Dr. Jeffrey Fishbein is a licensed clinical psychologist and a partner in the clinical practice of Drs. Gault, Fishbein, and Associates and also as a sport psychologist for the Chicago White Sox professional baseball organization. He has been diagnosed with non-systemic microvasculitis with multiple neuropathies. You can read his full story here. He writes a regular column addressing different aspects of mental health and psychological well-being for members of the vasculitis community.
Three years ago this fall, I took a position coaching a high school golf team that has provided me great pleasure to this day. I agreed to the position because I love golf, I love working with kids, and I knew that my own child would be joining the team years down the road, which actually will be this year. I share this story because as summer has arrived many of us who have been diagnosed with vasculitis or other physical or medical conditions cannot participate in the activities we have come to love. For me, it was competing on the golf course. For others, it may be riding a bike, fishing, playing at the park, running, swimming, or any activity for that matter.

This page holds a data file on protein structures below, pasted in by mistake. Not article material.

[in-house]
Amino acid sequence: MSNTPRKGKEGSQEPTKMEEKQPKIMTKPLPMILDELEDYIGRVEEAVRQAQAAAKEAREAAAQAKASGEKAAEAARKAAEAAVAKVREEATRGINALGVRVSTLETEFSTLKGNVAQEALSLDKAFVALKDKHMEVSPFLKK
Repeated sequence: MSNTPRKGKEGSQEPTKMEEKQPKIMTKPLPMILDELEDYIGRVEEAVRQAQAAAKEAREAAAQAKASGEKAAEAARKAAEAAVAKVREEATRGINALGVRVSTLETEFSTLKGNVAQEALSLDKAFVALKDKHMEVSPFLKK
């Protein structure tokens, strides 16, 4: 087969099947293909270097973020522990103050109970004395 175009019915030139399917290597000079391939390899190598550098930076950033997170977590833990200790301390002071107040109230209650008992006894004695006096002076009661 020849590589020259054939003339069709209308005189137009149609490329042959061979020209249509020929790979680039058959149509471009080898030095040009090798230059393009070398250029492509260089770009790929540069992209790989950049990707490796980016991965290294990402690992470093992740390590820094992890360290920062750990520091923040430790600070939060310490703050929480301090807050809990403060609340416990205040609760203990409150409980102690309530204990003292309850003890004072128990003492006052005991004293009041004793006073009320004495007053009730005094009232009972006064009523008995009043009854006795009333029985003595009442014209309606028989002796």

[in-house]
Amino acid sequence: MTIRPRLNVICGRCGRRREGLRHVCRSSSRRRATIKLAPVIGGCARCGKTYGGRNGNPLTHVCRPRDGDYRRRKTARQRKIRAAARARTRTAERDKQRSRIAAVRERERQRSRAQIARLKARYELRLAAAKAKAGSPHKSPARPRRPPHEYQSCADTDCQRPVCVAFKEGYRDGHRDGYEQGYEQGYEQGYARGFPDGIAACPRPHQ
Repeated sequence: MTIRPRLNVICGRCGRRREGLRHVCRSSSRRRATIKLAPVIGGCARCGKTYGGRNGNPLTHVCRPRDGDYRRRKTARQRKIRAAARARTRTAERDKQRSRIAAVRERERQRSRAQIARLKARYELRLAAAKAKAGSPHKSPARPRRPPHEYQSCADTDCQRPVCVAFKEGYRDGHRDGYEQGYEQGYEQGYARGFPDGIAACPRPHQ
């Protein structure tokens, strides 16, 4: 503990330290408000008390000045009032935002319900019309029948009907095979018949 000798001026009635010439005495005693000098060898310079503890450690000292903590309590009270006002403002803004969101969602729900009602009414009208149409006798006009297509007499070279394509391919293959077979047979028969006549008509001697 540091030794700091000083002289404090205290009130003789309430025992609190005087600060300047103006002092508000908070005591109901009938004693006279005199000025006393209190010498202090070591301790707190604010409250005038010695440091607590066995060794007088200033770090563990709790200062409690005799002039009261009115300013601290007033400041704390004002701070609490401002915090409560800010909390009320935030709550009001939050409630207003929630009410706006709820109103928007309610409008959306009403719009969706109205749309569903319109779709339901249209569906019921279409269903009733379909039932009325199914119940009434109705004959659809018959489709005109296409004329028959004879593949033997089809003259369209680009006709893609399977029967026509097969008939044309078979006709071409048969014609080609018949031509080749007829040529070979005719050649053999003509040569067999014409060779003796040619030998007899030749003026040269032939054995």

What I have learned in my own journey is that for any of us who have physical or medical limitations, that we need to find replacements, both of the activity itself and the emotion associated with it. Not an easy task, but able to be accomplished if creative enough. I often wonder if my taking the coaching position set me up for this diagnosis, as I have learned to use teaching and mentoring as a way to replace the passion I used to experience while playing the game. During the early months of my diagnosis when I no longer could play the game I enjoyed, I began dabbling in photography and now I take pictures of golf course landscape and friends and family playing.
What I encourage anyone who has these types of limitations is to focus more on what “I can do” versus “what I am now unable to do.” The former will lead to satisfaction, enjoyment, and feelings of control in the midst of uncertainty, and the latter will lead to increased levels of frustration, sadness, and /or depression. For those of us who endured an awful snow ridden and bitter cold winter, the summer months can and should provide some respite. Of course, none of us with a diagnosis asked for this, nor did any of us anticipate the types of effects these conditions cause. However, do not let your limitations define the pleasure and enjoyment of the summer, but rather let your abilities, strengths, and current assets guide you through the next few months of fun.